#CAN2014 Brain, illuminated: new optogenetic tools for brain control

Notes from the 2014 Canadian Association for Neuroscience annual meeting in Montreal, Cananda.

The brain's a tough nut to crack. The spongy computer is densely packed with over 86 billions neurons, each of which springing thousands of connections organized into dynamic neural circuits that process information on millisecond scales. Add in to that a complex web of crosstalk between neurons and another 84.6 billions of non-neural brain cells known as glia, and "solving the brain"seems practically impossible.

But across multiple computation levels neuroscientist are making leeway in decoding the brain. Molecular biologists are beginning to understand how life experiences orchestrate gene transcription and protein modifications, which work together to change the firing properties of single synapses and neurons. Electrophysiologists have eavesdropped on the chatter between neurons from diverse brain areas, providing clues to information processing within brain subregions. Viral vectors have helped scientists map out the anatomy of neural circuits one by one. By integrating data from individual circuits, scientists are beginning to puzzle out how the pieces fit together.

Yet one link is conspicuously missing from the whole picture: what are the rules that transform the firing of an ensemble of neurons into our thoughts, emotions and behaviour? Traditionally, scientists have relied on inferring network activity by recording changes in neuronal activity or blood flow (in the case of fMRI), but neither technique actually traces the firing pathways that control behaviour. To establish causality, we need tools to directly tweak the activity of a particular neural pathway and observe the behavioural outcome - the more precise, the better.

A flash of light
One such tool is optogenetics. The core of this technology is light-sensitive proteins called opsins, which are naturally found in unassuming sources like algae and bacteria. Large and complex, opsins are made up of columns of protein subunits that cluster into a channel. In response to blue, green or yellow light the channel opens to allow ions to pass through. Since the basis of neural activity relies on the balance and movement of ions through the membrane, these electricity-generating proteins are the perfect controllers of brain activity.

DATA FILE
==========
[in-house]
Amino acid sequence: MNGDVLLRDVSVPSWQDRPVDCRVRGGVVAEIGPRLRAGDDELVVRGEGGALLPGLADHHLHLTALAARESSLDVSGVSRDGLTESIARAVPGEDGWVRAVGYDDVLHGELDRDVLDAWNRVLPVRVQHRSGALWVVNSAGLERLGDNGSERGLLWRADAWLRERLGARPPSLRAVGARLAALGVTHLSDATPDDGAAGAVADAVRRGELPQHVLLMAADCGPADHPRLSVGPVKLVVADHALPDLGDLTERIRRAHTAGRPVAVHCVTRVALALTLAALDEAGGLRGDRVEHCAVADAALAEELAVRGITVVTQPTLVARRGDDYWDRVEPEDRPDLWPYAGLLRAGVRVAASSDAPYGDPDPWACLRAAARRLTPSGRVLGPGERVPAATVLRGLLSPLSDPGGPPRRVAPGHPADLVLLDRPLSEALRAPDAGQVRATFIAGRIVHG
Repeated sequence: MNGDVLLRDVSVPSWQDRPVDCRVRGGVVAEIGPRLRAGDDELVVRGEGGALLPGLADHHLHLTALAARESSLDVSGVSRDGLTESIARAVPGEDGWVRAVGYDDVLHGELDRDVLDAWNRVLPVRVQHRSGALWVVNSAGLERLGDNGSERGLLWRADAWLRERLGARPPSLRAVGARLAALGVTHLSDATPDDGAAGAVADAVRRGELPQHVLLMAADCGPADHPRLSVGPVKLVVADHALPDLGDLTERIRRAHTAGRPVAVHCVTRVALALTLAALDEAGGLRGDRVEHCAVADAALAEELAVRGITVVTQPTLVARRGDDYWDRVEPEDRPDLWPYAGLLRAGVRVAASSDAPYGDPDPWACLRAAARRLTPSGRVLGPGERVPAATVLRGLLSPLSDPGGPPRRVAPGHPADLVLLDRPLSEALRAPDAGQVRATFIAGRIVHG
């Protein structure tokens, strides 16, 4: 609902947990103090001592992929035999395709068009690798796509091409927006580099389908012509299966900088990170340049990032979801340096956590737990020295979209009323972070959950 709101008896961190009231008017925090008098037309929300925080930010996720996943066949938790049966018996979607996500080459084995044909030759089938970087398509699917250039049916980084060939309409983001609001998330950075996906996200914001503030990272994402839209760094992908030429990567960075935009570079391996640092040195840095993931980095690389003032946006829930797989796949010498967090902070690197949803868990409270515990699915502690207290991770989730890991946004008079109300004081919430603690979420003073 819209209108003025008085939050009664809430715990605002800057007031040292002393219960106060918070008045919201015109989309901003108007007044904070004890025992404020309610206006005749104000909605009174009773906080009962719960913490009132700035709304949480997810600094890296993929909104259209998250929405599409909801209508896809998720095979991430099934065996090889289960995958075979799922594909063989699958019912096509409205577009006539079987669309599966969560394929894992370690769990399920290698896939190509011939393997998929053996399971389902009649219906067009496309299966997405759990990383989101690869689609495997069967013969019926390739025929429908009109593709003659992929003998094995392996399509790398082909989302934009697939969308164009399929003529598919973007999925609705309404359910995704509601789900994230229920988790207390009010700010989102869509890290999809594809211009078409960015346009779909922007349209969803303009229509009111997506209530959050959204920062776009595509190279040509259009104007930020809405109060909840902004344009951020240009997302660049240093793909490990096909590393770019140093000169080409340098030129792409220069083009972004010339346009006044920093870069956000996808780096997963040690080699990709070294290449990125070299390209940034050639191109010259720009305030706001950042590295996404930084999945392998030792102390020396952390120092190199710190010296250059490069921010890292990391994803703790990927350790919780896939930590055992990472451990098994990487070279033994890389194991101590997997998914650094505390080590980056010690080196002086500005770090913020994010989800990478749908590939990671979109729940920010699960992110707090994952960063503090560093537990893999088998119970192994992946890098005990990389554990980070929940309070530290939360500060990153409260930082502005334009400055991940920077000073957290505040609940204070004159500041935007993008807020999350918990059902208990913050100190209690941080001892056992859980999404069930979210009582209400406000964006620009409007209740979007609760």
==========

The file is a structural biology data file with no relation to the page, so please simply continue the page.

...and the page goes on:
Source: NYT.com

By genetically introducing opsins into the mouse brain, scientists can use optic wires - tethered to a laser and implanted into the brain - to stimulate or silence these genetically modified neurons. Scientists can also target opsins to a particular brain area or to neurons that release certain chemicals (such as "dopamine neurons"). Pick a circuit, load some opsins, and we can finally parse out which cells are doing what in controlling complex behaviour. Take comfort eating: which cells are driving us to eat in the absence of hunger, which ones are inhibiting this urge, and how do the circuits interact to lead us to binge or abstain in the end?  Optogenetics gives us answers, and these answers in turn hands us the keys to controlling behaviour.

With a flash of light, scientists can now drive well-satiated animals to overeat"implant" false memory associationsblock established habits and switch on and off repetitive behaviours related to OCD. Perhaps one day, light-induced inhibition may help us quiet down overactive circuits in epilepsy and other diseases. Optogenetics is only taking off - imagine being able to monitor whole brain activity as an animals learns, then simultaneously manipulating multiple circuits across the brain to speed up learning and strengthen memory. Even crazier, imagine using the recorded neural activity to precisely activate the same circuits in a different animal - will it "learn" vicariously?